We’re an “investment.” Happy enough is not a enough.
I’m happy enough. I don’t expect much. I don’t give much. I don’t get much. I’m happy enough.~ Waitress, a movie (2007)
We’re living in detestable times. At all four corners of the Earth, we humans are reveling in war, chaos, and unrest. Humanity is awake and it’s vexed and throwing tantrums like a two-year old.
Truth is, humanity’s immaturity is nothing new — our nonsensical misbehavior has been on repeat since we began to walk upright. It’s what we’ve done and what we do.
Only now, anyone with a smartphone can capture and transmit our ignorance, stupidity, selfishness, greed, and evil intents around the world in real time. Plus, we have inexhaustible sources for unpleasant news, lies, and damn lies.
Frankly, it’s totally understandable that many of us are bone weary. We’re exhausted from viewing and/or suffering through the relentless absurdity and the madness. We can’t see any light at the end of the tunnel.
So, we want to throw our hands up in the air and say, “I’m happy enough.” In other words, we decide to settle for what has been and what is. We decide to settle for the status quo. We decide to accept that we can’t ever be better than the worst among us.
Hard labor birthed us
But is “happy enough,” enough? Should we settle? Is this approach worthy of all it took for Life to birth us? Let’s consider this…
A mother carries a baby deep in her womb for the better part of a year. And she endures…
- morning and/or afternoon nausea;
- swollen feet;
- stretch marks;
- a belly the size of a beach ball; and
- the knowledge that after the happy event her body will probably not bounce back to what is was.
Then, if all that wasn’t enough, with one foot in the grave, she does hard, manual labor to push through an opening smaller than the size of a cherry pit a football-sized baby.
And if she is brave enough to breast feed, well, do you have any idea how much cracked nipples hurt when those sweet, tiny lips take hold?!
Now, if we were a lucky baby, our mothers continued to nurture us in a million little ways – physically, emotionally, spiritually, and financially — for 18 years (minimum).
And if we’re luckier still, we have daddies who love our mothers or, at the very least, actively partner with her to nurture us into adulthood.
For our parents, it’s a journey of love and sacrifice. It’s the price they pay for engaging with life.
We’re here. Is enough, enough?
The point is: Our parents invest and sacrifice a lot for us.
So, in light of that, doesn’t the attitude “I’m happy enough” seem decidedly defeatist?
Please, say yes.
Now, it’s arguable if life is a blessing. Maybe it is. Maybe it isn’t. I suppose our point of view on that depends on how good the “hand” Lady Fortune dealt us, our innate nature, and/or where we are in our life cycle.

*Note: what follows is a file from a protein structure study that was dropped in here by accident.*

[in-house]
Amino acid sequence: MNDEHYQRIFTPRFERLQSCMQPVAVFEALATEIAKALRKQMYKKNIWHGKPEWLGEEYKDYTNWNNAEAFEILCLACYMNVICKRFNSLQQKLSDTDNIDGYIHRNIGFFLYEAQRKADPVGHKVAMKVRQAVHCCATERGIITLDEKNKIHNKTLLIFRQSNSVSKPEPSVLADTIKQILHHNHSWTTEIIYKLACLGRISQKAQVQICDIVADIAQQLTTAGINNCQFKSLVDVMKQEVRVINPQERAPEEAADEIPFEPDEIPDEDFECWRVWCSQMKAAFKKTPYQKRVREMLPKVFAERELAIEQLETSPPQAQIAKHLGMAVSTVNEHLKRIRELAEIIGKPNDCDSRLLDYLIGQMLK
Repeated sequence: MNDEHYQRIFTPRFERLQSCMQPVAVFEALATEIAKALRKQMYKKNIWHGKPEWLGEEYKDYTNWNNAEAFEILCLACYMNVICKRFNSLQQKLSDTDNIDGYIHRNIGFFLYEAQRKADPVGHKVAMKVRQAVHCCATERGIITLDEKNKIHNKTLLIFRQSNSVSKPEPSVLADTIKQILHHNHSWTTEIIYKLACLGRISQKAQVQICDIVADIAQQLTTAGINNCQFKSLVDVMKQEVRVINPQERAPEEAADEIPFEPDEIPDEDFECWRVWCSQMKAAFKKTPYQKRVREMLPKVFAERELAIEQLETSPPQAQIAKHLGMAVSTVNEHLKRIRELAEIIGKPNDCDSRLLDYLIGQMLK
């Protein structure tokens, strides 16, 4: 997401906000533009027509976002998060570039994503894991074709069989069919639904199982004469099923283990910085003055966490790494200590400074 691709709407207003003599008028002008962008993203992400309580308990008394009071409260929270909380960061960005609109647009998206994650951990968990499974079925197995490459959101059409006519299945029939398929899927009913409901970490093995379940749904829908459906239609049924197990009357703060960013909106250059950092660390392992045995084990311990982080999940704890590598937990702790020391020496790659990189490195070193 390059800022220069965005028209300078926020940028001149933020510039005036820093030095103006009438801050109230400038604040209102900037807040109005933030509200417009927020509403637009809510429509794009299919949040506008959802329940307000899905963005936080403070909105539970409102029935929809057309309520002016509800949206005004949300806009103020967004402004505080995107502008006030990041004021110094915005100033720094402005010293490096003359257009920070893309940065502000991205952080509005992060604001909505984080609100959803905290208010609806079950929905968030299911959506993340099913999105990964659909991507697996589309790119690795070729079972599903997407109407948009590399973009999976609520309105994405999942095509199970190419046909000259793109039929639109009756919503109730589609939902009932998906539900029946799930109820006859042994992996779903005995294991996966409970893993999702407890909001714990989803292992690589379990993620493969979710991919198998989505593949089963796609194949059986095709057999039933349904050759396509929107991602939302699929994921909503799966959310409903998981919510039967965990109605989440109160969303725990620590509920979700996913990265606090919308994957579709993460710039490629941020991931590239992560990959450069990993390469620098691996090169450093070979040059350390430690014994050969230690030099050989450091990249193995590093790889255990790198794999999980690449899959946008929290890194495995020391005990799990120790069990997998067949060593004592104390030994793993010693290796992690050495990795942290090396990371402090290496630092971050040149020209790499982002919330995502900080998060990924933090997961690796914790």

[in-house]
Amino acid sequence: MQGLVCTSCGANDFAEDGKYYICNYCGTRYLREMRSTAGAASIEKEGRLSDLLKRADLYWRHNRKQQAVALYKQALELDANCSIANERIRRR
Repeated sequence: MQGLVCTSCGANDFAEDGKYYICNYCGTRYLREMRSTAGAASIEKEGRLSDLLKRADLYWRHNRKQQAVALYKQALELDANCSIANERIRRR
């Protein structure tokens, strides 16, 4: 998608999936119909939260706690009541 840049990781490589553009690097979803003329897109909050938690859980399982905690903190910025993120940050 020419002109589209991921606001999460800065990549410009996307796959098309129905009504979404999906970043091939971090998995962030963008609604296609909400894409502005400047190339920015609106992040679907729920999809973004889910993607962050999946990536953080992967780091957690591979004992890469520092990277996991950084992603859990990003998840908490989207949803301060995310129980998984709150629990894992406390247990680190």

But whether we consider life a blessing or a curse, we’re here. And it makes sense to approach life with high expectations.
Yes, you’re only human
Yes, our expectations are largely disappointments.
Yes, we often get so much less than we give.
Yes, we feel lost.
Yes, we feel misunderstood and lost in translation.
Yes, we feel hopeless. Whatever we can do seems like trying to fill up a 5-gallon bucket with an eyedropper.
Yes, sometimes, we feel the darkest despair laying waste to every good thought and feeling.
And, yes, our death is certain.
If we have a heart and a conscience, these aforementioned feelings are natural and a given. We’re human, after all.
But here’s the thing…
Even when all seems lost and we’re all out of hope and faith, you, I, we must commit to digging deeper and finding our way back to hopeful high expectations.
Maybe we turn off the news for a time and regenerate.
Maybe we sit quietly and listen to silence.
Maybe we read a book or listen to a song that soothes and calms.
Maybe we turn to someone who we respect and who is emotionally stronger or wiser to guide us back.
Maybe we find others who are truly less fortunate to help and support out of their darkness.
Maybe we go for long walks in nature.
Because this attitude is simply unworthy! There is no joy or progress in “happy enough.” Our mothers and fathers’ labors and investments deserve better than this. Our children — the future — deserve better. You, I, and we deserve better.
So, don’t be lame and permanently settle for “I’m happy enough.” It’s not enough.
UPDATED on June 2, 2021.